Wild Things and Adventures
by Cate Loetscher
I had a simple enough goal this spring to wild craft herbs I like to use from local sources. My plan was simple and concise; contact my neighbors with photos of the plants (common mullein, yarrow, wild roses, Echinacea) I was interested in, have a map of the area, and permission to enter their land and gather the herbs, and get directions to known growing areas. This area is large and you (ok I) can easily get turned around and lost, so I also gave them an approximate time I’d be back. Yes my neighbors know I’m directionally challenged and they take pity on me. It was also for safety purposes.
So the big day came, I was ready to go collect my herbs. I had scissors, knife, pen and pencil, a note book, sacks and baggies, tape and string and was ready to go gather the herbs I knew I wanted and could use. The sun was shining but it was a bit weak, the breeze was only slightly blowing and the ground had not been recently rained on, so the fragile ground would not be hurt by my walking on it. My truck even had a full tank of gas and off I went photos and supplies all gathered and in hand.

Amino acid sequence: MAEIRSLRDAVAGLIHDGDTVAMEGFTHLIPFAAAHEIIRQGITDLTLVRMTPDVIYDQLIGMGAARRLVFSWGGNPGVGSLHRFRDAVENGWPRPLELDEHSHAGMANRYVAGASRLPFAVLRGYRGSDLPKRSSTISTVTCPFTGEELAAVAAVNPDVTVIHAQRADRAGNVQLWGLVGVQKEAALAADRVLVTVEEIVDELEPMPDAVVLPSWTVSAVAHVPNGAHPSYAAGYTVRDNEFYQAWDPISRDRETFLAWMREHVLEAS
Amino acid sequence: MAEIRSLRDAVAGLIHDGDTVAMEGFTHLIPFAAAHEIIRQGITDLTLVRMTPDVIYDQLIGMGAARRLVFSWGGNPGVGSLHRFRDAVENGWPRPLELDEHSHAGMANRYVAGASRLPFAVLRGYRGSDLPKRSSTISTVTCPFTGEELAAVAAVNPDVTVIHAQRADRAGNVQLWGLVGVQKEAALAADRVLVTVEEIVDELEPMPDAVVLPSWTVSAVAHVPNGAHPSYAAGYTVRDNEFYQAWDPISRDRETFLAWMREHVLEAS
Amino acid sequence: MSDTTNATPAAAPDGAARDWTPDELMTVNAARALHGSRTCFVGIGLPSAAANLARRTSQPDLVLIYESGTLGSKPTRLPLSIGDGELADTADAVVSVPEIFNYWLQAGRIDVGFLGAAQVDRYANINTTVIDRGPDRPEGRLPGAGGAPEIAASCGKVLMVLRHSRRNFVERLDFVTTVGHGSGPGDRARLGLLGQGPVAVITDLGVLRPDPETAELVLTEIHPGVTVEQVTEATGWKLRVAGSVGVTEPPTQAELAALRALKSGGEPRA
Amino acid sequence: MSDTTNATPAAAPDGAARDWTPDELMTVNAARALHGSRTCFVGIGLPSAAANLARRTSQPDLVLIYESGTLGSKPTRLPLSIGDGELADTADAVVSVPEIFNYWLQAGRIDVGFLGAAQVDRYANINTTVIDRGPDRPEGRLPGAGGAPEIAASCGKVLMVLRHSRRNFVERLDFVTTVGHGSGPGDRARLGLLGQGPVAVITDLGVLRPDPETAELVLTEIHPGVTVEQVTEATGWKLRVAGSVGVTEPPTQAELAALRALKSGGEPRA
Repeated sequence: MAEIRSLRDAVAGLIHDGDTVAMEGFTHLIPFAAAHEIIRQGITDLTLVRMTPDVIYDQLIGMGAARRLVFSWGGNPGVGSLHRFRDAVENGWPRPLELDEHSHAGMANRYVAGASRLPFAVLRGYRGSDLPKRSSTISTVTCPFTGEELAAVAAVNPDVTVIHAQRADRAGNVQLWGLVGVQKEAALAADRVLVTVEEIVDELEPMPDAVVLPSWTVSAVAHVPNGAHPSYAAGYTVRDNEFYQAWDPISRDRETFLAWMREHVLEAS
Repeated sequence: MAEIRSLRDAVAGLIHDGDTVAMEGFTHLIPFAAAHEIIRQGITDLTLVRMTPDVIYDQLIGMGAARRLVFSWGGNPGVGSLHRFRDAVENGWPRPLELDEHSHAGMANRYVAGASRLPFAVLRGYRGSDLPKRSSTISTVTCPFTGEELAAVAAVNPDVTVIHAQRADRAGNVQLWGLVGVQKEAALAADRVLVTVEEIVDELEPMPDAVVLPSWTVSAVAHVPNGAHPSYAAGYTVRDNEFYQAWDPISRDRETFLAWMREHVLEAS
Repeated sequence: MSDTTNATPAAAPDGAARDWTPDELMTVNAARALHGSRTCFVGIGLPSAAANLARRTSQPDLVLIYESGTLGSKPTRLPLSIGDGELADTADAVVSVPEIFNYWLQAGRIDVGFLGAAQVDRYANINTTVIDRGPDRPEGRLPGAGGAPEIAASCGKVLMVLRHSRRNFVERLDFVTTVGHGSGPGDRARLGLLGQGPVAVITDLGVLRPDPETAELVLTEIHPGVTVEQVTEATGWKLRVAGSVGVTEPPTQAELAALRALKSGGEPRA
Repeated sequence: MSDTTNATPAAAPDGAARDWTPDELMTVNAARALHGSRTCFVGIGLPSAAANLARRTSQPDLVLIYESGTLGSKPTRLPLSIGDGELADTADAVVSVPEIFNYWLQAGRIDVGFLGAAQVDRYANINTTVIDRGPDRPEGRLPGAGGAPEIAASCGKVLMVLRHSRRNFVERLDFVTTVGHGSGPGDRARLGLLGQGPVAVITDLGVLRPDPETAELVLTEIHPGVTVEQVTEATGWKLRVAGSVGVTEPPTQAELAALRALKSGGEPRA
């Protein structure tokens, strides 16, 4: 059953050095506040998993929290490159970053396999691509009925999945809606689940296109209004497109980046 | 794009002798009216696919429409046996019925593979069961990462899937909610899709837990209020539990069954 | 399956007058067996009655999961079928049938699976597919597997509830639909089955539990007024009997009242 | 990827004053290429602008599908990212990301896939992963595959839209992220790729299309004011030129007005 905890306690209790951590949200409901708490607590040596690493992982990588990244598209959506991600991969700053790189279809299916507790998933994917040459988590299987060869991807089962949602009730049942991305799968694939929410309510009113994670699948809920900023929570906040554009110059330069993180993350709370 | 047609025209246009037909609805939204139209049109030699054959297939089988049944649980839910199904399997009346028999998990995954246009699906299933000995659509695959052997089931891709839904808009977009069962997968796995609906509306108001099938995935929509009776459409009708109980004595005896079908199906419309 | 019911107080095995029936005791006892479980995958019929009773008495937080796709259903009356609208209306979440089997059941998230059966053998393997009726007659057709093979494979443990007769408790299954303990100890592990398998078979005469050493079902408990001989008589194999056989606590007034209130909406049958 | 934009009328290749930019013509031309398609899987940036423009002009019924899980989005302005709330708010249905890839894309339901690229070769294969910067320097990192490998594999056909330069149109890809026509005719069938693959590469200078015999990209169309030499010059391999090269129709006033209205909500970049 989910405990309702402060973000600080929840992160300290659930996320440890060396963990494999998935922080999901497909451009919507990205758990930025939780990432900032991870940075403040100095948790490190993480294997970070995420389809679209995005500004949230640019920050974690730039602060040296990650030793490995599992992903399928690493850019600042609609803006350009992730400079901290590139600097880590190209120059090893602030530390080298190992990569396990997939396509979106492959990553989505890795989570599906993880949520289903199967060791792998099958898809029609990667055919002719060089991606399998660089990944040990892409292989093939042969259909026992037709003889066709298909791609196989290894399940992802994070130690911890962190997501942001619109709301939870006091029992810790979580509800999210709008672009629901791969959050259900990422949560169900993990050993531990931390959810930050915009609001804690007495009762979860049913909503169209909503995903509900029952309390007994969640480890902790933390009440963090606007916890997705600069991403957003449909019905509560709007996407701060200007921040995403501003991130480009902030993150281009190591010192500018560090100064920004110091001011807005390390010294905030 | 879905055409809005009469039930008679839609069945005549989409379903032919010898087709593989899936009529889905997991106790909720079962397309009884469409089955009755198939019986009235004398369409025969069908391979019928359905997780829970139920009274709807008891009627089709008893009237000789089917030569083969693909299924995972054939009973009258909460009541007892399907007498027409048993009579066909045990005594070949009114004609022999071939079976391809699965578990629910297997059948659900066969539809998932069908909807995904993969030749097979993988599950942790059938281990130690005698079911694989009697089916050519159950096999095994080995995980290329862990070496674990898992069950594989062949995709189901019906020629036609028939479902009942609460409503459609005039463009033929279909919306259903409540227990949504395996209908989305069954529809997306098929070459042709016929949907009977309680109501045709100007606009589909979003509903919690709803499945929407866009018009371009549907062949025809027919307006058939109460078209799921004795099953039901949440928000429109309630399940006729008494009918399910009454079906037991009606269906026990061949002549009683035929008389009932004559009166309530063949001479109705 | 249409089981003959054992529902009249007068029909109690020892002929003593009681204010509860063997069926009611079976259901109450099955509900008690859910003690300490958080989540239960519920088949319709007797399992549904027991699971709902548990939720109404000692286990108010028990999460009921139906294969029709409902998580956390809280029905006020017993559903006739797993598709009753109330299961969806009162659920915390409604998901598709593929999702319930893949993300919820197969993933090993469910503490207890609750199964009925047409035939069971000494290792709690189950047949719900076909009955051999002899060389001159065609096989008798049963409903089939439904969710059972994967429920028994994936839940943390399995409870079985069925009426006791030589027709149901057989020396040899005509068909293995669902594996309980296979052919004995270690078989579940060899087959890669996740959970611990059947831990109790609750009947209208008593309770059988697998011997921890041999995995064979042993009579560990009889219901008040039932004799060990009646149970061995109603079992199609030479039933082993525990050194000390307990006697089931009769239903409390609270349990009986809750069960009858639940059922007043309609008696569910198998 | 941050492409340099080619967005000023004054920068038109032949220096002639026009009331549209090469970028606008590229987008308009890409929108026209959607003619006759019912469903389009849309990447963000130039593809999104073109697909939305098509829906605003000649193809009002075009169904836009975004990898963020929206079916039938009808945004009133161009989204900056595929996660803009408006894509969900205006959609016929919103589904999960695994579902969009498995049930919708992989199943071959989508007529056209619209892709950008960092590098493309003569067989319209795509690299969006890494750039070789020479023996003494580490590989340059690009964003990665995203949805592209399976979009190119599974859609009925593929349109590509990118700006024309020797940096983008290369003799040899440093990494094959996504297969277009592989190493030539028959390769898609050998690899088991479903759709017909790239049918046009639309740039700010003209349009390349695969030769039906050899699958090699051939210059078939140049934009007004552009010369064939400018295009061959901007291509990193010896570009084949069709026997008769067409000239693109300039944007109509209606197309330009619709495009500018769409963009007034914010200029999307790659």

I had no problem getting the mullein, yarrow and wild roses they seemed to be everywhere and other than a few bees, a tricky path, and my own directional challenges all went well. I found the herbs I wanted and left plenty for regrowth next year. I was very proud of myself for being a kind and successful wild crafter there would be hope for me.
That is until I went looking specifically for Echinacea. Let’s just say this part of the day had issues. First the picture I took was of my own Echinacea that I grew in my garden, so I knew what it is since I planted it. We’ll skip over the fact that not everyone knows what it looks like and or calls it the same name. I learned quickly that what some people called Echinacea and what I call or know to be Echinacea are not the same thing. I was told of “large stands of plants just over the hill and back just a bit by the old cottonwood tree”. First clue; this country doesn’t’ have large stands of Echinacea unless they are cultivated. Second, they forgot to tell me they cut the “old cottonwood” down about three years ago and there was nothing to be found really. I really love my neighbors but when you find yourself in a big huge pasture and you aren’t familiar with it at all don’t panic, retrace your steps and take lots of deep breaths then remind yourself next time you’ll take a guide. Because “land marks” can change, and you might not know the exact spot the old “cabin” was sitting on when it came down 40 years ago and while it is great fun to see all the countryside, it’s not fun to get lost or have a flat in the middle of nowhere. Wild crafting is an adventure with nature, don’t make it harder than it needs to be. I did find what I was looking for finally and resolved to grow a bigger patch of Echinacea next year for myself.
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